Fables (Stevenson)/The Persons of the Tale
THE PERSONS OF THE TALE.
AFTER the 32nd chapter of Treasure Island, two of the puppets strolled out to have a pipe before business should begin again, and met in an open place not far from the story.
"Good morning, Cap'n," said the first, with a man-o'-war salute and a beaming countenance.
"Ah, Silver!" grunted the other. "You're in a bad way, Silver."
"Now, Cap'n Smollett," remonstrated Silver, "dooty is dooty, as I knows, and none better; but we're off dooty now; and I can't see no call to keep up the morality business."
"You're a damned rogue, my man," said the Captain.
"Come, come, Cap'n, be just," returned the other. "There's no call to be angry with me in earnest. I'm on'y a chara'ter in a sea story. I don't really exist."
"Well, I don't really exist either," says the Captain, "which seems to meet that."
"I wouldn't set no limits to what a virtuous chara'ter might consider argument," responded Silver. "But I'm the villain of this tale, I am; and speaking as one seafaring man to another, what I want to know is, what's the odds?"
"Were you never taught your catechism?" said the Captain. "Don't you know there's such a thing as an Author?"
"Such a thing as a Author?" returned John, derisively. "And who better'n me? And the p'int is, if the Author made you, he made Long John, and he made Hands, and Pew, and George Merry—not that George is up to much, for he's little more'n a name; and he made Flint, what there is of him; and he made this here mutiny, you keep such a work about; and he had Tom Redruth shot; and—well, if that's a Author, give me Pew!"
"Don't you believe in a future state?" said Smollett. "Do you think there's nothing but the present story-paper?"
"I don't rightly know for that," said Silver; "and I don't see what it's got to do with it, anyway. What I know is this: if there is sich a thing as a Author, I'm his favourite chara'ter. He does me fathoms better'n he does you—fathoms, he does. And he likes doing me. He keeps me on deck mostly all the time, crutch and all; and he leaves you measling in the hold, where nobody can't see you, nor wants to, and you may lay to that! If there is a Author, by thunder, but he's on my side, and you may lay to it!"
"I see he's giving you a long rope," said the Captain. "But that can't change a man's convictions. I know the author respects me; I feel it in my bones; when you and I had that talk at the blockhouse door, who do you think he was for, my man?"
"And don't he respect me?" cried Silver. "Ah, you should 'a' heard me putting down my mutiny, George Merry and Morgan and that lot, no longer ago'n last chapter; you'd 'a' heard something then! You'd 'a' seen what the Author thinks o' me! But come now, do you consider yourself a virtuous chara'ter clean through?"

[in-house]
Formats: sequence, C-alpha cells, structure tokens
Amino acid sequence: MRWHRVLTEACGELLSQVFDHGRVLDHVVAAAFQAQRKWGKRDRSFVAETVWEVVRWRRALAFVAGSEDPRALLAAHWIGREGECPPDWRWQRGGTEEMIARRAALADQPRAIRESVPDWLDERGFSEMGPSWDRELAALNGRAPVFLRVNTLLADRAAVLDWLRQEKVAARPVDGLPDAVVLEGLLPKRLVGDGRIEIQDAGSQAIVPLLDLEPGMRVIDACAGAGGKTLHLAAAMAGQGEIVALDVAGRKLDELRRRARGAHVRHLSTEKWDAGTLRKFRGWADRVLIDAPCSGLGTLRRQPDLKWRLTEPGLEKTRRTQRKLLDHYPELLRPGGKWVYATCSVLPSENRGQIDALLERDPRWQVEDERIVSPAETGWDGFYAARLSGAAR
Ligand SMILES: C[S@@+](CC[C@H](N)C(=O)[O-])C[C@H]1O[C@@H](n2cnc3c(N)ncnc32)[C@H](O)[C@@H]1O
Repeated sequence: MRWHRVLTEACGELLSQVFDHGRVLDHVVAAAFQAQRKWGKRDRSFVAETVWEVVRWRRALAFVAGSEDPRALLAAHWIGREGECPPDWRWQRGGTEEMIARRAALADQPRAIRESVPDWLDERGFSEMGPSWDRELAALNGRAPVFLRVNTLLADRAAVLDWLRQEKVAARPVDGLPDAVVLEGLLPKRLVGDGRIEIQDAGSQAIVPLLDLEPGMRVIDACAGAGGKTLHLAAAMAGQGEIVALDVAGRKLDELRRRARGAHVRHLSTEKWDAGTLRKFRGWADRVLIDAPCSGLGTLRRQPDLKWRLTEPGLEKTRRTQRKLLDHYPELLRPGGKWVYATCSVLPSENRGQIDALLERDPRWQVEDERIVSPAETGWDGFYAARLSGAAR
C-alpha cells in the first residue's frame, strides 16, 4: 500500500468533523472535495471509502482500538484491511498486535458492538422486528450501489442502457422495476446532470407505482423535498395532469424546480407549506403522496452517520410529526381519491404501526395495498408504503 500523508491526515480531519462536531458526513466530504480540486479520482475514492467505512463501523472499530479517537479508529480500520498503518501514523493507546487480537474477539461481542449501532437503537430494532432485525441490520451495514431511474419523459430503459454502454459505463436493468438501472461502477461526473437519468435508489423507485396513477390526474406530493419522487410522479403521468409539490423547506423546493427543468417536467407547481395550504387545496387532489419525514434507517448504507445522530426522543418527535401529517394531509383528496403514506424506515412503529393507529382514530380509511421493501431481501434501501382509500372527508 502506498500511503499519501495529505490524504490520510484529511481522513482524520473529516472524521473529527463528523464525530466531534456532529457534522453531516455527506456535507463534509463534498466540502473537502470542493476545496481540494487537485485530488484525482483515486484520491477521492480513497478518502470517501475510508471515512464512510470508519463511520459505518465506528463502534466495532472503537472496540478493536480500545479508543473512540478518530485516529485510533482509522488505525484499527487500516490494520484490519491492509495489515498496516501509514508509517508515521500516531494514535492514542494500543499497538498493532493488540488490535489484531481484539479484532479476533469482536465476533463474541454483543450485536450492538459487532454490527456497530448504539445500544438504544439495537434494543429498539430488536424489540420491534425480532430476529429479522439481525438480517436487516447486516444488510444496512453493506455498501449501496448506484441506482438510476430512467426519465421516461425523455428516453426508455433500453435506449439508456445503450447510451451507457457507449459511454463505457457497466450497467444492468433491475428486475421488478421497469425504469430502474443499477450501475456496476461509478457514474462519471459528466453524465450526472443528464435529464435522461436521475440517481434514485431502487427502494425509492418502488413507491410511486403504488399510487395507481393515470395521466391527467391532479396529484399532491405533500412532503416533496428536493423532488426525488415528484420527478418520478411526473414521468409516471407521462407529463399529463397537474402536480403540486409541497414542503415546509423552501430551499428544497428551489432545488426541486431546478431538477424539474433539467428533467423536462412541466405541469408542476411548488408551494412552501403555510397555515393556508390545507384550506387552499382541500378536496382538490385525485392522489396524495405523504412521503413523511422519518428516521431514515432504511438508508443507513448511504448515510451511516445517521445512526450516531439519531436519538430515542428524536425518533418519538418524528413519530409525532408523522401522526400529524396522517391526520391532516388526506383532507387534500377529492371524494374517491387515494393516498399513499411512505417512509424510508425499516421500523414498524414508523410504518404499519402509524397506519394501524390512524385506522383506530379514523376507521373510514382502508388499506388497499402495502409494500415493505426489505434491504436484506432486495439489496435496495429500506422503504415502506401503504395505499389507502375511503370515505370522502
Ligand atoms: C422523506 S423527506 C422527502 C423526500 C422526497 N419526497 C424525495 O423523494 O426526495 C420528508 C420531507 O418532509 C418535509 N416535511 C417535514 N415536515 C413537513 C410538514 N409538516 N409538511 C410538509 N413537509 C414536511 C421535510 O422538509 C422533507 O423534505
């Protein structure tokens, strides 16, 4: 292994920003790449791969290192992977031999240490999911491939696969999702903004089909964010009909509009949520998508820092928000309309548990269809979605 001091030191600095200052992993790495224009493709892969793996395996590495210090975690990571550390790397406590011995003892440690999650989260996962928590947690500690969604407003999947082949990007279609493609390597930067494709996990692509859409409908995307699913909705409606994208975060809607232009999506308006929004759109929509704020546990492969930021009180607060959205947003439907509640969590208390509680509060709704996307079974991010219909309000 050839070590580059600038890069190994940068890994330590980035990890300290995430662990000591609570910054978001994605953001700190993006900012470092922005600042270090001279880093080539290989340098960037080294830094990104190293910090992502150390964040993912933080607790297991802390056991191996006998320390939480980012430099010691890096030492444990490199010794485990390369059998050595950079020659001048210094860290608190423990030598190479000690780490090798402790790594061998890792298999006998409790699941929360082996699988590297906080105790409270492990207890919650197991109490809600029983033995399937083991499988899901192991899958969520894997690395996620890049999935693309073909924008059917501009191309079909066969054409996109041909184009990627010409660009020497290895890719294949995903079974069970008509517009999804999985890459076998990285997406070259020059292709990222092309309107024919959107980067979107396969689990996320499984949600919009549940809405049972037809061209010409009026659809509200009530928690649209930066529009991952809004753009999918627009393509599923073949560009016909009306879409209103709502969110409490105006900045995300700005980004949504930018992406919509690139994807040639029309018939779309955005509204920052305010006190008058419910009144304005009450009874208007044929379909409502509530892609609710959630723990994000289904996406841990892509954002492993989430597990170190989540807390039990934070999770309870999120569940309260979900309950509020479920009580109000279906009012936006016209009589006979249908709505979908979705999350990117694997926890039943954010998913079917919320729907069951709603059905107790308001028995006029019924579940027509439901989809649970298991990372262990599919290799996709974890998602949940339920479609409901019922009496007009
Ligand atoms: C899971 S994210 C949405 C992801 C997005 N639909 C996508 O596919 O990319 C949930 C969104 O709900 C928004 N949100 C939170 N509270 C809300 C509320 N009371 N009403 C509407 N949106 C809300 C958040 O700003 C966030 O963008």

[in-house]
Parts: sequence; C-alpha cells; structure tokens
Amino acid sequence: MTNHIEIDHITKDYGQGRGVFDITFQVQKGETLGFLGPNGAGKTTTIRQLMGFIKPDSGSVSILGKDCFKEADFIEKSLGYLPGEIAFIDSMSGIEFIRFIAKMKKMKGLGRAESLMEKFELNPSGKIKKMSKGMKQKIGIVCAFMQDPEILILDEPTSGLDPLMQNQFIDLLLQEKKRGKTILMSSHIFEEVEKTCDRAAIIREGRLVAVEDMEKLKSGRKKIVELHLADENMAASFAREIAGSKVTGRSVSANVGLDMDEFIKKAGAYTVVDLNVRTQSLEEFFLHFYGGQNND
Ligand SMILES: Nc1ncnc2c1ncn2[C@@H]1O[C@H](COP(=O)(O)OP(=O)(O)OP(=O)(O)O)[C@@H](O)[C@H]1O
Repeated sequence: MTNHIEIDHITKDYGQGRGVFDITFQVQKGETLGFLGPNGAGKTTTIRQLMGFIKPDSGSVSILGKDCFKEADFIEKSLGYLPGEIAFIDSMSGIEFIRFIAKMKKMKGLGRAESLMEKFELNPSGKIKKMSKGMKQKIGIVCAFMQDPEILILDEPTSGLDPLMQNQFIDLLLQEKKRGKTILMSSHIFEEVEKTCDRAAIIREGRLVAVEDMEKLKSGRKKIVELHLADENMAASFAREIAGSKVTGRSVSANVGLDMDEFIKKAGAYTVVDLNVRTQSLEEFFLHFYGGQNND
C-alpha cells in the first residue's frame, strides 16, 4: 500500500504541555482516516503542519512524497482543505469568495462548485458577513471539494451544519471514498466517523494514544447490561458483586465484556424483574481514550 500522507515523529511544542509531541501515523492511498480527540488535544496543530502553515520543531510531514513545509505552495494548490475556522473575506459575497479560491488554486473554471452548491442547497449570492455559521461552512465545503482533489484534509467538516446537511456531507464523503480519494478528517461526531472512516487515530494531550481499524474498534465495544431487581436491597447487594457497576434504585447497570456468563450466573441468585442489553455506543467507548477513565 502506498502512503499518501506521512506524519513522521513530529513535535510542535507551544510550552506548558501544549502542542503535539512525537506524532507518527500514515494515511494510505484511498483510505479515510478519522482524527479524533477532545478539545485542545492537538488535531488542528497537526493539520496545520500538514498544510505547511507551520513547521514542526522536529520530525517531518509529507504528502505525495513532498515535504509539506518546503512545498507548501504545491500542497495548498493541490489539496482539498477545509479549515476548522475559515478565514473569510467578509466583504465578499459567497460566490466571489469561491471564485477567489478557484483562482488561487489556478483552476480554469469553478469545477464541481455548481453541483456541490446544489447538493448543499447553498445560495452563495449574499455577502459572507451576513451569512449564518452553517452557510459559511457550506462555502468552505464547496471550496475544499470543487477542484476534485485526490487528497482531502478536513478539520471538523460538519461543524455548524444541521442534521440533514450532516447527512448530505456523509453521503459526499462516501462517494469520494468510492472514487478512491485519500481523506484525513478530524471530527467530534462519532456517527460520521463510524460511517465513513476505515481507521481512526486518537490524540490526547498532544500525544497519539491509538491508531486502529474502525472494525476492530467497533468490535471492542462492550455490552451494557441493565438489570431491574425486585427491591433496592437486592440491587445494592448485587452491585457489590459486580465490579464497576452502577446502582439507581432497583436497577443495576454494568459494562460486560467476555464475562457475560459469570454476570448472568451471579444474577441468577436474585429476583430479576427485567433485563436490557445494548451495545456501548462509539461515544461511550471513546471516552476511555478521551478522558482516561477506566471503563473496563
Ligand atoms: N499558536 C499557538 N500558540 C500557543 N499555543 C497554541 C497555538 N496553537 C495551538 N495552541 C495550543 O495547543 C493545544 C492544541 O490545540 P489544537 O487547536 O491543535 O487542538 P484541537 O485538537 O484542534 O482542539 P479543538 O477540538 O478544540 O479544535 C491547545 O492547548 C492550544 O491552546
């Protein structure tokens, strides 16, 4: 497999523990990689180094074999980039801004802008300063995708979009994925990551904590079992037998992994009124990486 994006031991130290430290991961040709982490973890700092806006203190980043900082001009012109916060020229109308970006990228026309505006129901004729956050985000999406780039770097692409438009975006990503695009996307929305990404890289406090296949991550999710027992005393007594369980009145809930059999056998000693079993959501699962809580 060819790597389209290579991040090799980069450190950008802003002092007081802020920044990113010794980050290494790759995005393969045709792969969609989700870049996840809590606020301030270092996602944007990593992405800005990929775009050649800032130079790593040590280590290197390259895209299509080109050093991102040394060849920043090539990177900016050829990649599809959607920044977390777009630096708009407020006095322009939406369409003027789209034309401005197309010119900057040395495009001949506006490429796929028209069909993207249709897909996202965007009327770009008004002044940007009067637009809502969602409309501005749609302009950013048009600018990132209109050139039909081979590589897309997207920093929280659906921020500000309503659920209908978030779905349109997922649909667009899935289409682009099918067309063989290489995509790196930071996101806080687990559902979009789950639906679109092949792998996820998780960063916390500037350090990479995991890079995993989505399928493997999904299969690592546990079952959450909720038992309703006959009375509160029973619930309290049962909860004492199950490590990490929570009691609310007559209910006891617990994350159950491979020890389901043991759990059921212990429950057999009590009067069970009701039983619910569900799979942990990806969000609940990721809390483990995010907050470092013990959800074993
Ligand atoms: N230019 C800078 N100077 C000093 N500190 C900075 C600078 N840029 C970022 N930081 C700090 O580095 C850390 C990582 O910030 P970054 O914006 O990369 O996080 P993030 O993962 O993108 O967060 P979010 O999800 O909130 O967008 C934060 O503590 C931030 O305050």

"God forbid!" said Captain Smollett solemnly. "I am a man that tries to do his duty, and makes a mess of it as often as not. I'm not a very popular man at home, Silver, I'm afraid," and the Captain sighed.
"Ah," says Silver. "Then how about this sequel of yours? Are you to be Cap'n Smollett just the same as ever, and not very popular at home, says you! And if so, why it's Treasure Island over again, by thunder; and I'll be Long John, and Pew'll be Pew; and we'll have another mutiny, as like as not. Or are you to be somebody else? And if so, why, what the better are you? and what the worse am I?"
"Why, look here, my man," returned the Captain, "I can't understand how this story comes about at all, can I? I can't see how you and I, who don't exist, should get to speaking here, and smoke our pipes, for all the world like reality? Very well, then, who am I to pipe up with my opinions? I know the Author's on the side of good; he tells me so, it runs out of his pen as he writes. Well, that's all I need to know; I'll take my chance upon the rest."
"It's a fact he seemed to be against George Merry," Silver admitted musingly. "But George is little more'n a name at the best of it," he added brightening. "And to get into soundings for once. What is this good? I made a mutiny, and I been a gentleman o' fortune; well, but by all stories, you ain't no such saint. I'm a man that keeps company very easy; even by your own account, you ain't, and to my certain knowledge, you're a devil to haze. Which is which? Which is good, and which bad? Ah, you tell me that! Here we are in stays, and you may lay to it!"
"We're none of us perfect," replied the Captain. "That's a fact of religion, my man. All I can say is, I try to do my duty; and if you try to do yours, I can't compliment you on your success."
"And so you was the judge, was you?" said Silver, derisively.
"I would be both judge and hangman for you, my man, and never turn a hair," returned the Captain. "But I get beyond that: it mayn't be sound theology, but it's common sense, that what is good is useful too—or there and thereabout, for I don't set up to be a thinker. Now, where would a story go to, if there were no virtuous characters?"
"If you go to that," replied Silver, "where would a story begin, if there wasn't no villains?"
"Well, that's pretty much my thought," said Captain Smollett. "The author has to get a story; that's what he wants; and to get a story, and to have a man like the doctor (say) given a proper chance, he has to put in men like you and Hands. But he's on the right side; and you mind your eye! You're not through this story yet; there's trouble coming for you."
"What'll you bet?" asked John.
"Much I care if there ain't," returned the Captain. "I'm glad enough to be Alexander Smollett, bad as he is; and I thank my stars upon my knees that I'm not Silver. But there's the ink-bottle opening. To quarters!"
And indeed the author was just then begining to write the words: